Advertisement

NEWS ANALYSIS : Bosnian Government Victories Unlikely to Mark Turning Point in War

November 04, 1994|CAROL J. WILLIAMS | TIMES STAFF WRITER

SKOPJE, Macedonia — This time, instead of Serbian nationalist rebels conquering territory for a Greater Serbia, it was Muslim-led government forces rolling over huge swaths in Bosnia-Herzegovina.

This time, instead of Muslim women and children being driven from their homes, it was Bosnian Serb civilians fleeing in terror from a battle in the northwestern region known as the Bihac pocket.

Few analysts of the Balkan conflagration, ignited with the breakup of the Yugoslav federation, see this first major drubbing of Bosnian Serb rebels by the underdog government forces as any kind of turning point in the protracted, roving war.

Rather, the more than 100 square miles recovered by the government army probably provides a glimpse of the deadly win-some, lose-some way of the future in a country now hopelessly trapped in a cycle of attacks and retaliation.

The successful government offensive, including the apparent gain Thursday of the key western town of Kupres, also has enhanced the suspicion among many observers that the international community has lost its influence with the Bosnian combatants after too many empty threats and unfulfilled promises.

The White House has characterized the stunning government advance in the Bihac region as a legitimate counteroffensive by government forces after 31 months of being on the receiving end of a Bosnian Serb land grab.

President Clinton's advisers have even suggested that the blow dealt to the Bosnian Serb rebels should pressure them to accept a last-chance peace plan proposed to the combatants five months ago.

But the offensive that scored the government's greatest victory since the Serb rebellion began in March, 1992, suggests that the Bosnian leadership has given up on any prospect of a fair peace plan and has chosen to use the tactics of its attackers in changing boundaries and gaining political power with brute force.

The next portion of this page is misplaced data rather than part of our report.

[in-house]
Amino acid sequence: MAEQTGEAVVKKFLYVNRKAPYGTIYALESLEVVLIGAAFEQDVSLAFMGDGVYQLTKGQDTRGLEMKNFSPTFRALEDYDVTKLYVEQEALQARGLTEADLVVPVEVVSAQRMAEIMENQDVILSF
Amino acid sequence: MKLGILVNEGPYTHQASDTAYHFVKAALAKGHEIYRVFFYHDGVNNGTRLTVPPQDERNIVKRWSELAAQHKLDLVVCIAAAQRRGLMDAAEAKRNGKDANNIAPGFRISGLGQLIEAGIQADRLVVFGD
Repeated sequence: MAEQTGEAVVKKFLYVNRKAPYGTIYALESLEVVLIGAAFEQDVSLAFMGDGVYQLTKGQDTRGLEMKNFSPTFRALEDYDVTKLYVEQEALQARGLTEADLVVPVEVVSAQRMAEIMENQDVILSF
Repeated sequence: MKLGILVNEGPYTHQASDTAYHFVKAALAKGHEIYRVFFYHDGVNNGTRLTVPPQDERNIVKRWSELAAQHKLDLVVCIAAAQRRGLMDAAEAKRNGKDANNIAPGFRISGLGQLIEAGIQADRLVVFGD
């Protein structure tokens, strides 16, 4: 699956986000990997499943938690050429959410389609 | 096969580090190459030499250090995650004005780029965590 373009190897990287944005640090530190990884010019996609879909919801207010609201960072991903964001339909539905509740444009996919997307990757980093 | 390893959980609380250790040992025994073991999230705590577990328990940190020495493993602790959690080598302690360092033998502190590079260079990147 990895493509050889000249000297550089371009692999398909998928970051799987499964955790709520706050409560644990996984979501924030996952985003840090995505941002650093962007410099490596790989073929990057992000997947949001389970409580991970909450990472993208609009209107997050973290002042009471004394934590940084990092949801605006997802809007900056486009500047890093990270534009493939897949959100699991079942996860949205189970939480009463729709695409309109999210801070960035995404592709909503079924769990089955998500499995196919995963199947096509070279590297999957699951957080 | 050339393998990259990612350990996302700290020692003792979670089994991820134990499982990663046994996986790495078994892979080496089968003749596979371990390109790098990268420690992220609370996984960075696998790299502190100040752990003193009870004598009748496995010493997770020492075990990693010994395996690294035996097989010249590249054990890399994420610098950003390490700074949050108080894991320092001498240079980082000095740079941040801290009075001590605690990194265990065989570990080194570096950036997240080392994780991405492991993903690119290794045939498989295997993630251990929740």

That the offensive was successful this time, reportedly restoring the towns of Kulen Vakuf and Bosanska Krupa to the Muslim-led government's control, will probably only encourage officials in Sarajevo to spurn diplomatic initiatives; they claim these efforts reward Bosnian Serb aggression and have prompted the Bosnian government to seek a more equitable settlement on the battlefield.

Besides routing Bosnian Serb forces near Bihac, including from the village of Ripac from which the nationalist rebels had been shelling Muslim homes, government troops near Sarajevo also advanced nearly two miles toward the town of Trnovo. That has put them within striking distance of a strategic supply route from Bosnian Serb-held territory around the capital to rebel troops and communities farther south.

Flush with those successes, the government army dealt a serious setback to the Bosnian Serbs on Thursday by taking control of at least part of Kupres, the first capture of an important town from the Serbs since the early days of the war. The takeover of the town, reported by media from all factions, was accomplished with the aid of the Bosnian Croat militia that had fought against the republic's Muslims for most of last year.

The U.N. refugee agency was sending food, blankets and materials for temporary shelter to the Bosansko Grahovo area, where more than 10,000 Serbian civilians were taking refuge, as well as to Bosnian Serb-held territory across the nearby Croatian border, where an additional 1,500 refugees had gathered.

Radovan Karadzic, the self-proclaimed president of Bosnia's rebel Serbs, has put the world on notice that he will not let the government victory pass unchallenged. "Our enemy wants war, and he shall have it," vowed Karadzic, uncharacteristically clad in military garb, at a front-line rally broadcast on television throughout much of the former Yugoslav federation. "This is our land and will remain so."

Sarajevo, which had been spared most heavy artillery shelling since a NATO threat to bomb rebel hardware in February, last weekend suffered its deadliest attack since that ultimatum, with at least two capital residents killed and seven wounded.

U.N. military sources confirmed that Serbian rebels in the disputed Krajina region of Croatia, which flanks the Bihac pocket to the west, had massed tanks and heavy guns to back the threatened counteroffensive, but that no sign of a major Bosnian Serb mobilization had been detected.

The escalating conflict prompted warnings from the U.N. Protection Force in Bosnia that both sides could face punitive air strikes unless they ceased their offensives.

Serbian shelling of Sarajevo underscores the rebels' blatant violation of the North Atlantic Treaty Organization ultimatum under which all heavy artillery was to have been withdrawn from a 12-mile radius of the capital or be subject to destruction from the air.

Advertisement
Los Angeles Times Articles
|
|
|